Solution Focus has been adopted with enthusiasm in schools and education more broadly. Our friend Yasmin Ajmal gives us a host of examples to show how SF can be used by teachers in the classroom. Yasmin and Harvey Ratner have recently published Solution Focused Practice in Schools: 80 Ideas and Strategies and Harvey will be delivering a two-day programme Solution Focus in Education on 16th & 17th March in London. Book your place on this course.
There is a Kiswahili proverb ‘It is only the wearer of the shoe who knows where the shoe pinches’. In SF we would be more interested in ‘where the shoe fits’ and thus the best examples of how SFP can support the everyday activities in a busy school day have emerged through the creativity of staff and students. A constant feature of staff feedback is the energy-giving effect of an approach to change which emphasises what is wanted in the future, amplifies successes and highlights the capacities and skills available to support progress.
Whether 5 or 50 minutes are available, SFP focuses on those questions which hold the most potential for change or difference.
As an alternative to writing a detailed account of what had gone wrong, students in an internal exclusion room were asked to note down 20 things they had done well so far that week. Feedback from the students indicated that focusing on the good things made them feel better about themselves. Staff reported that the list gave them a much more fruitful basis on which to build a conversation with the student about useful behaviours and actions already in evidence to help get them back into class.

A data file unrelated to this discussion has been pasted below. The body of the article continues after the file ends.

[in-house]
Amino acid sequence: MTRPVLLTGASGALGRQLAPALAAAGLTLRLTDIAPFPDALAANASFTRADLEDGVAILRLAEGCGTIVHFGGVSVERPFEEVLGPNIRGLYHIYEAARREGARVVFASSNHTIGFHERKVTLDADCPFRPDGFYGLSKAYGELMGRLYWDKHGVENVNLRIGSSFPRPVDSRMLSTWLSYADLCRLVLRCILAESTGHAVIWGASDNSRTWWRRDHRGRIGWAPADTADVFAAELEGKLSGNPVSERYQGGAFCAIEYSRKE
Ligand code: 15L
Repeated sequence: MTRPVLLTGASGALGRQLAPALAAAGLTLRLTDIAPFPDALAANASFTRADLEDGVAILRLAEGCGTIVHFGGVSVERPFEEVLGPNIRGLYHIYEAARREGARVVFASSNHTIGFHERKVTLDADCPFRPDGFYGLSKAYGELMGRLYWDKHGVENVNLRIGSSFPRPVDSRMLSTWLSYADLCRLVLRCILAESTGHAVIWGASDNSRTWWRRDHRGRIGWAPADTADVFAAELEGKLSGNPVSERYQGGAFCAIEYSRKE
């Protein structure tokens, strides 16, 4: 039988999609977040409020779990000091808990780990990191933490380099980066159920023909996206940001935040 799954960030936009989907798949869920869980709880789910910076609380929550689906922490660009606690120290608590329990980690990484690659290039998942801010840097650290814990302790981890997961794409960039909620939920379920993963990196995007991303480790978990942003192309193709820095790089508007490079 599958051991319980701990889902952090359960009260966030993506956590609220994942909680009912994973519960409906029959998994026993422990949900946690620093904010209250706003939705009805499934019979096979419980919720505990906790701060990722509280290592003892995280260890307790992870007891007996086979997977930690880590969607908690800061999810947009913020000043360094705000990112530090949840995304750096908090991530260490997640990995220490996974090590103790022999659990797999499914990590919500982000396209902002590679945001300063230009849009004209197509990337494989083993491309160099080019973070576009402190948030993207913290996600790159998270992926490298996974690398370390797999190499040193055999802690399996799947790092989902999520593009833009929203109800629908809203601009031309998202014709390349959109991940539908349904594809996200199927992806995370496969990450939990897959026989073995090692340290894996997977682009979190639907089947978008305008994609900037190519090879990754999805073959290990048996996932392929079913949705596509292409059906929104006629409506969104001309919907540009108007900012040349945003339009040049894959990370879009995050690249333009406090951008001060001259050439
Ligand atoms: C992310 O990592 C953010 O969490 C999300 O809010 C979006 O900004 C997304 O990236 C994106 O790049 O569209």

A Year 7 teacher settling his class to their lesson was interrupted by a student sent out from another class. Rather than disrupt the flow of the lesson, the teacher instructed the student to build a tower using lego and to place a note on top in response to the following: suppose tomorrow goes better for you, 4 things you will notice, 3 things your teacher will notice and 5 things you have already done today that would be helpful. Once the class was settled the teacher spent a few minutes talking with the student about his ideas. Bypassing the need for long or defensive explanations, the questions had communicated a belief in the student’s capacities and his answers had provided a foundation for a constructive conversation about change.
How classes describe themselves can bring motivation and optimism into what they do.
A supply teacher would spend 5 minutes at the beginning of a session with a new class establishing the rules and expectations by asking ‘suppose we had a good day today – what will you and I be noticing?’. Other variations could include: this class at its best – the class we want to be - and for older students the classroom environment that will best support us in our learning. Ideas, including his own, were written down and additional details occasionally sought ‘what would being focused on your work look like? What else will be a sign of this?’